There are several treatments available for hyperhidrosis. If you have the secondary form of the condition, your doctor will first treat whatever the underlying cause is to remove the trigger. There are medications you can take to alleviate the condition.
These come in a variety of different forms. In extreme cases, there are also invasive options.
The first line of defense against night sweats is topical medicines. Some of these, such as aluminum chloride hexahydrate, are available as ingredients in over-the-counter antiperspirants. Stronger options, such as glycopyrronium tosylate,⁵ are available via prescription if over-the-counter options don’t remedy the situation.
Oral medications can also reduce sweating if topical treatments don't work or if you find them too irritating on your skin. These drugs, called anticholinergics, block the action of certain neurotransmitters in the brain. Oxybutynin and glycopyrrolate are common options.
A botulinum toxin⁶ injection is another option if medication doesn't work. While the name may sound scary, the effects of this injection are temporary. Similar to anticholinergics, botulinum toxin prevents the action of neurotransmitters. In this case, it damages them. Because the effects are temporary, you will need repeated shots, making this one of the more expensive options. In most cases, treatment lasts 6 to 9 months.
Especially for sweating from the armpits, emerging treatments include microwave technology, where the sweat cells are destroyed by applying heat from microwaves from a probe. There’s also fractionated microneedle radiofrequency, where microneedles are placed slightly under the skin, and radiofrequency energy destroys sweat cells.
Surgery is the most invasive option, and it’s a last resort. There are different surgeries available for hyperhidrosis. The most common and successful involves removing the ganglia that cause sweat secretion. If your condition gets bad enough to warrant surgery, your doctor will explain the risks and potential complications.
Some people experience severe social and mental effects because of hyperhidrosis. Therapy won't stop the sweating but can help people with the condition better handle its effects.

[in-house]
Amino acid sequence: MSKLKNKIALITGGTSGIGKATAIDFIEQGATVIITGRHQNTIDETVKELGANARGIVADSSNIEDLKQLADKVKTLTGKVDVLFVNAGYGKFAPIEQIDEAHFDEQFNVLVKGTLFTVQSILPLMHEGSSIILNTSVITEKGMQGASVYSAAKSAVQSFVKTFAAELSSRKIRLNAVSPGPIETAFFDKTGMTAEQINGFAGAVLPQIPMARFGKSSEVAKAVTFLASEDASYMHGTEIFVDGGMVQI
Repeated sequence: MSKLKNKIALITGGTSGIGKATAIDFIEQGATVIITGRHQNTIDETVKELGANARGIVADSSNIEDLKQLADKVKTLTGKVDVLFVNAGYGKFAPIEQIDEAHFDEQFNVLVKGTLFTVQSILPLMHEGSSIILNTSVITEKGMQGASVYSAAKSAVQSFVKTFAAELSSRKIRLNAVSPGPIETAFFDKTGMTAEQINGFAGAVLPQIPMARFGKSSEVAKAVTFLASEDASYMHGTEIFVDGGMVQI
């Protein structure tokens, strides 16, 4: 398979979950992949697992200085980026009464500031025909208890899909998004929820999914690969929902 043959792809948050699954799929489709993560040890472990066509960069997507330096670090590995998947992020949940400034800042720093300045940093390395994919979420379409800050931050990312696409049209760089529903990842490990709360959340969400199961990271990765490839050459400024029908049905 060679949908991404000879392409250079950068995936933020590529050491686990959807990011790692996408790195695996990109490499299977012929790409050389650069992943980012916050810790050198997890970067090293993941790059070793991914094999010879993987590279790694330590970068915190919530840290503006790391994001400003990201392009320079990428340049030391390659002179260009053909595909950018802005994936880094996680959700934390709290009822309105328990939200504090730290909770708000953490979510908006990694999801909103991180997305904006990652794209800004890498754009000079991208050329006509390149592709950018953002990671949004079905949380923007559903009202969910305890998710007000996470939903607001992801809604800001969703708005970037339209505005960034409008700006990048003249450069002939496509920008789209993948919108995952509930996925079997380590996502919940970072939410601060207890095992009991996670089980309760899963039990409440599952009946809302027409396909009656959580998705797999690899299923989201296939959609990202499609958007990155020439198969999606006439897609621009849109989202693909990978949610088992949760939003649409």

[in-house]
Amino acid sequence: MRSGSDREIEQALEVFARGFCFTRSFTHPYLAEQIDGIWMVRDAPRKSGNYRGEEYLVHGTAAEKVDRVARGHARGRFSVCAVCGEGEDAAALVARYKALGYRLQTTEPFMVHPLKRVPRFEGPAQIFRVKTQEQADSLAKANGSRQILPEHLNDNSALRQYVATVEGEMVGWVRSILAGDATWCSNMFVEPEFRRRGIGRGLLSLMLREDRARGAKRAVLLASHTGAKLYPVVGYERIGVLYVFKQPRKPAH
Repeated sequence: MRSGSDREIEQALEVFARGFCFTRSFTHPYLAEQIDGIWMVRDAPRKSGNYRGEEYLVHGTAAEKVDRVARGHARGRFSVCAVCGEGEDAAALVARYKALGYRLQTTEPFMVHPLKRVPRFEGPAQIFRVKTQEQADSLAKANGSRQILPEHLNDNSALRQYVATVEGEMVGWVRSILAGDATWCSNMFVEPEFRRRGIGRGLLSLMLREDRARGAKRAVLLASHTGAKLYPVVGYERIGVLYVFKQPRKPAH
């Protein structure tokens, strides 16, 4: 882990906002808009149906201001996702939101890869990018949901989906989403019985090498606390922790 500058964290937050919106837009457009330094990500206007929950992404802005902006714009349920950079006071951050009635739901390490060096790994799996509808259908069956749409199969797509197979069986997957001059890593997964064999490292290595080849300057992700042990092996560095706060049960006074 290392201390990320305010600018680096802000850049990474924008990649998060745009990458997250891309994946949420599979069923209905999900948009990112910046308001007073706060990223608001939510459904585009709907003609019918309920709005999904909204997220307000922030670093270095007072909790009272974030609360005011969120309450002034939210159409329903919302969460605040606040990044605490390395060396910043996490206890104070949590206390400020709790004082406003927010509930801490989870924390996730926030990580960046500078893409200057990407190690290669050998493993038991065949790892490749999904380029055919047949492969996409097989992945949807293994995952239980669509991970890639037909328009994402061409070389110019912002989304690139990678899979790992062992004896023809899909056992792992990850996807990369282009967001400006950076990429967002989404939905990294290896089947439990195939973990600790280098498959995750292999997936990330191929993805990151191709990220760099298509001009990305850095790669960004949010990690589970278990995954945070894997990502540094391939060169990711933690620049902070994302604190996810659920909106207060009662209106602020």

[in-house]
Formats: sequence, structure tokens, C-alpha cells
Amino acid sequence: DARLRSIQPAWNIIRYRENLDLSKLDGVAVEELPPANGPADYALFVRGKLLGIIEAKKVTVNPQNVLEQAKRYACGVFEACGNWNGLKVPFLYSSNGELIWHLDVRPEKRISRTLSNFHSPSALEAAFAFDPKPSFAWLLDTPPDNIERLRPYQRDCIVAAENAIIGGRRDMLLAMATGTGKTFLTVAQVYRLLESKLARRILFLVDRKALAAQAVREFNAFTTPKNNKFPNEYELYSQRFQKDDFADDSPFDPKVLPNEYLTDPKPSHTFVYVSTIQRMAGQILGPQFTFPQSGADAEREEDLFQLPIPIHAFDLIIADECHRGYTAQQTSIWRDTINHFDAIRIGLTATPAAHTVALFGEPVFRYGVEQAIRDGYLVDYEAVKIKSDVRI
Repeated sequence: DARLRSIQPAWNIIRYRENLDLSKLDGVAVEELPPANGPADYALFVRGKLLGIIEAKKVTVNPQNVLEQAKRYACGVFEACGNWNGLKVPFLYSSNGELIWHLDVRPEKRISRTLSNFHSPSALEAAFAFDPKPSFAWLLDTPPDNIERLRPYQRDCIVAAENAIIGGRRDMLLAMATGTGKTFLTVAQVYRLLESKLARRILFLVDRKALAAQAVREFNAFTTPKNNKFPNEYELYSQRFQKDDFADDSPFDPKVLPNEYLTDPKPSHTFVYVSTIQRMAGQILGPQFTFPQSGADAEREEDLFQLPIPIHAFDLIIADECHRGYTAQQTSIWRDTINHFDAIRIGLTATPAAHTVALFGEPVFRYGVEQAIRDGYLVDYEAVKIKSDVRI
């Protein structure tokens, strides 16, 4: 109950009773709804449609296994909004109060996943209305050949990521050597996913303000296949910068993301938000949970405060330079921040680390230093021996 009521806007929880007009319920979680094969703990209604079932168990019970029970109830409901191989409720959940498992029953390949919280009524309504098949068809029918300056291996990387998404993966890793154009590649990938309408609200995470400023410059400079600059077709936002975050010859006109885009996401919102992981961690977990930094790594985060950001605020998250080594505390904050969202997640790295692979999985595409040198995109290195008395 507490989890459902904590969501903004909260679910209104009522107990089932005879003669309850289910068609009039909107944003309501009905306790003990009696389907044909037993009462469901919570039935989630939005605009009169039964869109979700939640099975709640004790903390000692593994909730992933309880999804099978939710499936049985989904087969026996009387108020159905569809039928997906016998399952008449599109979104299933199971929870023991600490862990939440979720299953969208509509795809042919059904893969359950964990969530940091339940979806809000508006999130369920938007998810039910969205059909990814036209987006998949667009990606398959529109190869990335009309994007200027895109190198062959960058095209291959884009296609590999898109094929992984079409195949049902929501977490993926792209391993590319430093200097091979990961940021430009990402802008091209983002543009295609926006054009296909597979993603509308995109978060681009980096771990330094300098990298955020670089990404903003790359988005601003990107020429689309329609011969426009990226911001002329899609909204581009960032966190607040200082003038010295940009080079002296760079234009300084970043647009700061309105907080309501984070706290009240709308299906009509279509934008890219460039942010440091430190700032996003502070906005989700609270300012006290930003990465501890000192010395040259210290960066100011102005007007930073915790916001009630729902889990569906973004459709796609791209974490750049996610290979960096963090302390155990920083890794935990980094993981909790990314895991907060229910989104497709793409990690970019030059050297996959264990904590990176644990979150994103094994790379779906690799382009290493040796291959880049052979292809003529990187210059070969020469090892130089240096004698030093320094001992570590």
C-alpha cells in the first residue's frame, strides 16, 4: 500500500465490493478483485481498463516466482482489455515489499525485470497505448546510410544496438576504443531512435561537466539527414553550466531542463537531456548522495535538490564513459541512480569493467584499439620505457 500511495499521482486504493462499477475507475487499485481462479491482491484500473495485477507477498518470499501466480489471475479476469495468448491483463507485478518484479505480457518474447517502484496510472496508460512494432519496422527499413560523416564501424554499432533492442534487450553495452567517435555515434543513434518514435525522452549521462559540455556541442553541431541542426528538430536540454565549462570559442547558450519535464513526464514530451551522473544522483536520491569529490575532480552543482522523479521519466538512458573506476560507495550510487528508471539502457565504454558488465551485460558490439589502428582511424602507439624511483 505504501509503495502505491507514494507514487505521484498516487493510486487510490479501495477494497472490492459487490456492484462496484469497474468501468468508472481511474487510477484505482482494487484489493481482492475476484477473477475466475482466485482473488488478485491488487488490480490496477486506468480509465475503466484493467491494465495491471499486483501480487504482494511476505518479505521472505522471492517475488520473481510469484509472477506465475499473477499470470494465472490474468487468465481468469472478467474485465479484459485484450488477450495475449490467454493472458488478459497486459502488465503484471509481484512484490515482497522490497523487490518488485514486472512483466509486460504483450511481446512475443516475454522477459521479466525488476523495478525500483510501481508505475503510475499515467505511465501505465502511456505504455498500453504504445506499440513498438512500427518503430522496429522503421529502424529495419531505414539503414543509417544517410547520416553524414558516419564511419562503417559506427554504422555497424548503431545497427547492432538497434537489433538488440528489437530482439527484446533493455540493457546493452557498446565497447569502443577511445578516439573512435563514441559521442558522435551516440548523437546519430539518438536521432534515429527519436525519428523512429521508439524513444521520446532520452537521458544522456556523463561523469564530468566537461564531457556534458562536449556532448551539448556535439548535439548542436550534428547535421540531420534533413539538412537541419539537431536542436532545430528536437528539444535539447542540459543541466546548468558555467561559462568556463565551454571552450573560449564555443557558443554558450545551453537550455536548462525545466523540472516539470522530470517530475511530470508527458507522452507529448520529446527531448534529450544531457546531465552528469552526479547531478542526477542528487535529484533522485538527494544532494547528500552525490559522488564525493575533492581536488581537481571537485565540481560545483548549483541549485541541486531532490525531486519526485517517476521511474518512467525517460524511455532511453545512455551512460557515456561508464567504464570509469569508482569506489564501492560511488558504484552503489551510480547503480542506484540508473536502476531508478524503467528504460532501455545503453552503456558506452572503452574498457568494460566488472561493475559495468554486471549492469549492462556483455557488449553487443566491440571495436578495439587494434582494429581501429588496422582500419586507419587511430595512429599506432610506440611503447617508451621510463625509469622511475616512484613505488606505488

The American Academy of Dermatology (AAD) has a helpful guide⁷ for minimizing the impact of hyperhidrosis. They recommend ensuring that you're using antiperspirant. Many people wrongly assume that deodorants and antiperspirants are the same.
Pay close attention to the labels: Aluminum chloride hexahydrate earlier is a good ingredient to look for.
Another helpful tip from the AAD is to keep a sweat journal. Anytime you find yourself excessively sweating, write down what you were doing before it happened. If you do this long enough, you may be able to notice patterns and find triggers to avoid.
A few nights of unexplained night sweats are probably nothing to worry about. If your condition persists, a doctor will be able to help you track down the cause of your sweating. This could mean that you have night sweats for several days in a row or that you have them every so often, but for an extended period.
If your night sweats accompany other health changes, a visit to your doctor becomes more important. These combined symptoms could be a sign of a larger problem. Even if it doesn't occur frequently, it may still interfere with your ability to sleep.
If this is the case, your doctor may be able to help you reduce the symptoms and enjoy fewer interruptions at bedtime.
Getting a type 2 diabetes diagnosis brings many diet and lifestyle changes. In addition, there are secondary conditions, such as night sweats, that you may begin experiencing. These can make it even more challenging to adapt to the condition.
Whenever you experience a new symptom, let your diabetic care team know. This ensures that you’re properly caring for your diabetes and that no other complications or conditions need addressing.
Diabetic neuropathy: A position statement by the American diabetes association | American Diabetes Association
Hot flashes: What can I do? | National Institute of Health
Glycopyrronium topical | MedlinePlus
Botulinum toxin | StatPearls
Hyperhidrosis: Tips for managing | American Academy of Dermatology